Class Conscious? Economic Inequality, Party Commitments, and Class Rhetoric in American Presidential Campaigns
42 Pages Posted: 6 Feb 2015
Date Written: February 4, 2015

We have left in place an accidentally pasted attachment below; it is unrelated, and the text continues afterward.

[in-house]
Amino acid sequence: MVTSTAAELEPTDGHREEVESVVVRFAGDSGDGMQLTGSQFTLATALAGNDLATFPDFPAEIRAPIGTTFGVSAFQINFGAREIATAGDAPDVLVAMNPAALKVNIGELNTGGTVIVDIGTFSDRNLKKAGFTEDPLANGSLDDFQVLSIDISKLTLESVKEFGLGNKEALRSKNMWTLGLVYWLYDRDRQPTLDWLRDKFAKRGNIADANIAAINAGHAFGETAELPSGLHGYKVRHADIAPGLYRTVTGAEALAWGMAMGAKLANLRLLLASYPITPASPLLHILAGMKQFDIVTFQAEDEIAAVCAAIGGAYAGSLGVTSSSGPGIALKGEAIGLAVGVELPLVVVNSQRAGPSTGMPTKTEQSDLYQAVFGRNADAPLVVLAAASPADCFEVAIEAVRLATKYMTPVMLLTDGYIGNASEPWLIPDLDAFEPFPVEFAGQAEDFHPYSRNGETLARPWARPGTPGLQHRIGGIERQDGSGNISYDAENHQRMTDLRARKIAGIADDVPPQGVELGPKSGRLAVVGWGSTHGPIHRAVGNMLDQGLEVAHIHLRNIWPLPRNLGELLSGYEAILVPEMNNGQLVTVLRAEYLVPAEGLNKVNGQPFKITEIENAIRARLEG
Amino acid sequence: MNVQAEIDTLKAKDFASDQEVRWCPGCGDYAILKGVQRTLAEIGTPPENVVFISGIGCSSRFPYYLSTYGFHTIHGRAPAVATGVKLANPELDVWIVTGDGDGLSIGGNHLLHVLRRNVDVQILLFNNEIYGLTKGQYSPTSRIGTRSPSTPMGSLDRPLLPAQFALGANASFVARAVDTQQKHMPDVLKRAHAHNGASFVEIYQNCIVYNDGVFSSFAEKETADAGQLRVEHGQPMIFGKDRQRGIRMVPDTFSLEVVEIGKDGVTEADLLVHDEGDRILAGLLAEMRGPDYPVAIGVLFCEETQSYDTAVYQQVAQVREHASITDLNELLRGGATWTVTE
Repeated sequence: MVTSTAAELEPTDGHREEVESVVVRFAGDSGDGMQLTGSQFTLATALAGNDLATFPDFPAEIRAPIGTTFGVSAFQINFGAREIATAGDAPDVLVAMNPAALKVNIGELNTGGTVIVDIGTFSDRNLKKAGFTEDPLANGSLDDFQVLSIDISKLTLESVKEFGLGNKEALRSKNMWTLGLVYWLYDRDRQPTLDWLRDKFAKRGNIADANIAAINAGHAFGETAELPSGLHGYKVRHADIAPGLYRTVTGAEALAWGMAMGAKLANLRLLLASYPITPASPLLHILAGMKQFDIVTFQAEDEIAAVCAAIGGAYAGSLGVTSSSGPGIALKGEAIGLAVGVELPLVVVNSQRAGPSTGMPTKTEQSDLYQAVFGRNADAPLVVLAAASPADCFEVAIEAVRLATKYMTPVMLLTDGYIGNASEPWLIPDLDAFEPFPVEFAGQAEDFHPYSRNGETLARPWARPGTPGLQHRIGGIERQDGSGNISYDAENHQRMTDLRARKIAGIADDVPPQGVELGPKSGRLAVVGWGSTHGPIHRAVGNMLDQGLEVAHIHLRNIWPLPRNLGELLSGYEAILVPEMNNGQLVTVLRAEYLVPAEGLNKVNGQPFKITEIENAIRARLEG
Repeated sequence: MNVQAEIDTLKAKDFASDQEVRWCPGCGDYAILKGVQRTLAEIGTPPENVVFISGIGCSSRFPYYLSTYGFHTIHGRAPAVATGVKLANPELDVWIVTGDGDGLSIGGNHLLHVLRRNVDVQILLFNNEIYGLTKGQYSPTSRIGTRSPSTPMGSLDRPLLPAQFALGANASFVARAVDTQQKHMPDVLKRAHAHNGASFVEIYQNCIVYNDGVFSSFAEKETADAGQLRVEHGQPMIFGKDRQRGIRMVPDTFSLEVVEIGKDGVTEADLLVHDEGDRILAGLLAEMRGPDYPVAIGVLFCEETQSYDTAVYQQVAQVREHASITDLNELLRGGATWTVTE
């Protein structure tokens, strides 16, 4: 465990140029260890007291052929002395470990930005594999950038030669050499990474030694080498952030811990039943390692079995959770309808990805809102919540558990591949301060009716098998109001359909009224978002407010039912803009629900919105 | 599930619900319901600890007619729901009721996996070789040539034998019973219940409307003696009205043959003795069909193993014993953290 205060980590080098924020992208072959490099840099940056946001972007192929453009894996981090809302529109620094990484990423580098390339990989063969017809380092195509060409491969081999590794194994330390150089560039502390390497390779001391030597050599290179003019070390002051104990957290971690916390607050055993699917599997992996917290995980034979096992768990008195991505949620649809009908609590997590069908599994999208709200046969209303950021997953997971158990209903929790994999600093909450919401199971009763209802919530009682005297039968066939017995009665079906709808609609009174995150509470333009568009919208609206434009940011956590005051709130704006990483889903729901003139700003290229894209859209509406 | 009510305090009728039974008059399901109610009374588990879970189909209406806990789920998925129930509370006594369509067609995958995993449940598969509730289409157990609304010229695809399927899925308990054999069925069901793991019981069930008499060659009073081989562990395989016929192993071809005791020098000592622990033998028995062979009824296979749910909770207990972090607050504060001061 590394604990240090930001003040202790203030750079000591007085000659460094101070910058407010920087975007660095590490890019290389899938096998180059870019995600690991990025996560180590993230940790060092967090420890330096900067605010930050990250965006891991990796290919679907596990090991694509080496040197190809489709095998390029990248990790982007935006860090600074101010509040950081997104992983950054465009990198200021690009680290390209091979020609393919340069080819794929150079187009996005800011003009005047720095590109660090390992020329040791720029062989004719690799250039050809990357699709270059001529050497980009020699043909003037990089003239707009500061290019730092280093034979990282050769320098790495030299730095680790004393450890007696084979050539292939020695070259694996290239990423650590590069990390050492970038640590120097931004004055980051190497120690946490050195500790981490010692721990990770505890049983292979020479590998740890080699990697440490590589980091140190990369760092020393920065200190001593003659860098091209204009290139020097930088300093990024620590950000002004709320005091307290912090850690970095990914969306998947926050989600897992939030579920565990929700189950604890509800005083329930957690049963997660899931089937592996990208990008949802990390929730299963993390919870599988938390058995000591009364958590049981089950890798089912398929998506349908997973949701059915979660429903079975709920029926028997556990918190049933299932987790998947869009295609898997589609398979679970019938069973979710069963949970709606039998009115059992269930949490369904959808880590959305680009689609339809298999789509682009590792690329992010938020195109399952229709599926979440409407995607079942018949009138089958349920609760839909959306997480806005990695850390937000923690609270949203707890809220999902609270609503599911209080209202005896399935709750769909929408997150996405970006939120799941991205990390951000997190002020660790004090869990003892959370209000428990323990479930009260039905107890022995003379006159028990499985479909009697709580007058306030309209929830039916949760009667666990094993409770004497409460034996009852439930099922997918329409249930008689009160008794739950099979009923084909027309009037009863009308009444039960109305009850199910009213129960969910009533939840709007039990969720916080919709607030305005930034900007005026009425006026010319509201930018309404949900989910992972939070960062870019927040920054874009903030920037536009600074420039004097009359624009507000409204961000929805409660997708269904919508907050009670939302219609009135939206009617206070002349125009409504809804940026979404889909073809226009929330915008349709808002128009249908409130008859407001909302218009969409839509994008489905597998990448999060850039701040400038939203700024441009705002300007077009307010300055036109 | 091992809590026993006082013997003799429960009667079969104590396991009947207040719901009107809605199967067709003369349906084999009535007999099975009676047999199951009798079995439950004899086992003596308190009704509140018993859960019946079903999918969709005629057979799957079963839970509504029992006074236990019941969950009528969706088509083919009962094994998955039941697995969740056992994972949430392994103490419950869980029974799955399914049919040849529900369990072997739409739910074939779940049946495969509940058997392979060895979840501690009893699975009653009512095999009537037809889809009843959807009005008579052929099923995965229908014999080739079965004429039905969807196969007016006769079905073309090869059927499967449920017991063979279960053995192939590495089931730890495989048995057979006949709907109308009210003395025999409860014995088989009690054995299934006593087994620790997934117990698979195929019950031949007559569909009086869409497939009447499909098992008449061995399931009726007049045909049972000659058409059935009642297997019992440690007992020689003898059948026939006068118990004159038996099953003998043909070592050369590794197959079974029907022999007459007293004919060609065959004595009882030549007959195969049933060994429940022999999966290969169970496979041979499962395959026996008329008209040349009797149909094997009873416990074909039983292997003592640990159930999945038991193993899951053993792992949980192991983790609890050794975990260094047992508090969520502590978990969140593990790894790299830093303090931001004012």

The growing gap in outcomes and opportunities between citizens of different economic classes over the past five decades has given rise to an explosion of scholarly research on the ways in which economic inequality has reshaped the politics of class in American life. To date, however, this work has largely ignored whether - and if so, how - this development has affected the politics of presidential campaigning. Drawing on a comprehensive new dataset of presidential candidate class appeals over the 1952- 2012 period, we analyze trends in the volume, tone, and policy linkages of Democratic and Republican candidate class appeals. We show that these trends are closely linked to the rise in economic inequality, but that party differences have mediated this relationship, with Democratic candidates making much more extensive use of class rhetoric. Given mounting evidence that elected officials are most responsive to the wealthy, our findings raise concerns that candidates are increasingly exploiting the salient language of class for purely tactical purposes.
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